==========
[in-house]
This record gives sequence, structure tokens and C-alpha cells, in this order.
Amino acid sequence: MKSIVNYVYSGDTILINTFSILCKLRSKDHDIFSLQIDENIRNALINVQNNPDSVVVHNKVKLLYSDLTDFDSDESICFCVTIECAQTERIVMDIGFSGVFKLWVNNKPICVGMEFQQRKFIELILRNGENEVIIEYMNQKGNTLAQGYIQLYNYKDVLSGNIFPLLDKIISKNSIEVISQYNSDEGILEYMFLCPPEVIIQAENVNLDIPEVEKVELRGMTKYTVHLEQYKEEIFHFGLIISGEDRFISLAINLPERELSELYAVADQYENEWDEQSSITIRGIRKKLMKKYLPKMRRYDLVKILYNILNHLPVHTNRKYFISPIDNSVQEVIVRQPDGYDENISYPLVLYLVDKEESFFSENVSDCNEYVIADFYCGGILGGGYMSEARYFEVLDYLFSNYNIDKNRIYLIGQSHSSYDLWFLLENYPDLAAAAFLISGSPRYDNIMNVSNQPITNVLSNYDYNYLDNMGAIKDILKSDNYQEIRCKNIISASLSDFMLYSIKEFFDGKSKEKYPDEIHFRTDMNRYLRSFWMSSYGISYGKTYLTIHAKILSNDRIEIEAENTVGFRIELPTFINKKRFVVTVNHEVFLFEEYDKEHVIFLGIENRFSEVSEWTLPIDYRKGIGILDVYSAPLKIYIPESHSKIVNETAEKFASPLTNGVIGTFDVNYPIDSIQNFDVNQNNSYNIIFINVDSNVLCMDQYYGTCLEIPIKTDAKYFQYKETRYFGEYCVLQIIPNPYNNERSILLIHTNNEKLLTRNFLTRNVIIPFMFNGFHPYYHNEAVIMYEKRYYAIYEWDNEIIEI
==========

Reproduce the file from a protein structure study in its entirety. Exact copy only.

[in-house]
This record gives sequence, structure tokens and C-alpha cells, in this order.
Amino acid sequence: MKSIVNYVYSGDTILINTFSILCKLRSKDHDIFSLQIDENIRNALINVQNNPDSVVVHNKVKLLYSDLTDFDSDESICFCVTIECAQTERIVMDIGFSGVFKLWVNNKPICVGMEFQQRKFIELILRNGENEVIIEYMNQKGNTLAQGYIQLYNYKDVLSGNIFPLLDKIISKNSIEVISQYNSDEGILEYMFLCPPEVIIQAENVNLDIPEVEKVELRGMTKYTVHLEQYKEEIFHFGLIISGEDRFISLAINLPERELSELYAVADQYENEWDEQSSITIRGIRKKLMKKYLPKMRRYDLVKILYNILNHLPVHTNRKYFISPIDNSVQEVIVRQPDGYDENISYPLVLYLVDKEESFFSENVSDCNEYVIADFYCGGILGGGYMSEARYFEVLDYLFSNYNIDKNRIYLIGQSHSSYDLWFLLENYPDLAAAAFLISGSPRYDNIMNVSNQPITNVLSNYDYNYLDNMGAIKDILKSDNYQEIRCKNIISASLSDFMLYSIKEFFDGKSKEKYPDEIHFRTDMNRYLRSFWMSSYGISYGKTYLTIHAKILSNDRIEIEAENTVGFRIELPTFINKKRFVVTVNHEVFLFEEYDKEHVIFLGIENRFSEVSEWTLPIDYRKGIGILDVYSAPLKIYIPESHSKIVNETAEKFASPLTNGVIGTFDVNYPIDSIQNFDVNQNNSYNIIFINVDSNVLCMDQYYGTCLEIPIKTDAKYFQYKETRYFGEYCVLQIIPNPYNNERSILLIHTNNEKLLTRNFLTRNVIIPFMFNGFHPYYHNEAVIMYEKRYYAIYEWDNEIIEI